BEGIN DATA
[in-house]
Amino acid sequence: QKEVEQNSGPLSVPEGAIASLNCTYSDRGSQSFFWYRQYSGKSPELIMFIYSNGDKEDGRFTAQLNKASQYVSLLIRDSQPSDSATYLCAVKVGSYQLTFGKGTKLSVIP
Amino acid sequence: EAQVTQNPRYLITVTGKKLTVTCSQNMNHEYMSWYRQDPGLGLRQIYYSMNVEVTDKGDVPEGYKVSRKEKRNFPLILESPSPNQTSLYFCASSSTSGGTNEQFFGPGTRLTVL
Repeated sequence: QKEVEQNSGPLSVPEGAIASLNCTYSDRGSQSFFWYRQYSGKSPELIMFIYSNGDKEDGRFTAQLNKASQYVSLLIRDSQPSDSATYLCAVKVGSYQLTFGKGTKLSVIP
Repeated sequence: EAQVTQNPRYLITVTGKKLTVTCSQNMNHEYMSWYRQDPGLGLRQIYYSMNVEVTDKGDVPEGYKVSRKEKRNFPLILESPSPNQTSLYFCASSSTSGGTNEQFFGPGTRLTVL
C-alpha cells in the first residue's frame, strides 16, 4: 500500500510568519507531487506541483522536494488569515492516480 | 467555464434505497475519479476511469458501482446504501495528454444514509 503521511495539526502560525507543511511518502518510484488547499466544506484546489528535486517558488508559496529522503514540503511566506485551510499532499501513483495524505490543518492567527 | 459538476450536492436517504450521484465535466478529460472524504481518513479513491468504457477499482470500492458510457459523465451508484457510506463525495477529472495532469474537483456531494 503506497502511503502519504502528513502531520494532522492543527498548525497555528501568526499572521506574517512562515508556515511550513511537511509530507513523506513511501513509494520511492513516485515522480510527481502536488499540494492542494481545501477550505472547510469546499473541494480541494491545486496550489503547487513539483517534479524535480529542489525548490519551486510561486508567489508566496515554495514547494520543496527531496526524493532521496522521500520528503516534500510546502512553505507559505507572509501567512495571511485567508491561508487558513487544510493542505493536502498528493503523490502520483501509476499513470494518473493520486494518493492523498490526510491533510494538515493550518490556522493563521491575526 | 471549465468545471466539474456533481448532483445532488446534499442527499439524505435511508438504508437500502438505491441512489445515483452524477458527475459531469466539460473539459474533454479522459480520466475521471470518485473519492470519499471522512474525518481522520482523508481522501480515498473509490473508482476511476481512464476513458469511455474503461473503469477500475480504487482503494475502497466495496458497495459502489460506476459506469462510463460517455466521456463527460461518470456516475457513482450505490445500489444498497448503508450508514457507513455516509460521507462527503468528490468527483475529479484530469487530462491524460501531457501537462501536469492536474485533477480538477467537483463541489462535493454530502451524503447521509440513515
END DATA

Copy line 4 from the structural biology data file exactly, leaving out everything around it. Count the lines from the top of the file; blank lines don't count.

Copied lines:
Repeated sequence: QKEVEQNSGPLSVPEGAIASLNCTYSDRGSQSFFWYRQYSGKSPELIMFIYSNGDKEDGRFTAQLNKASQYVSLLIRDSQPSDSATYLCAVKVGSYQLTFGKGTKLSVIP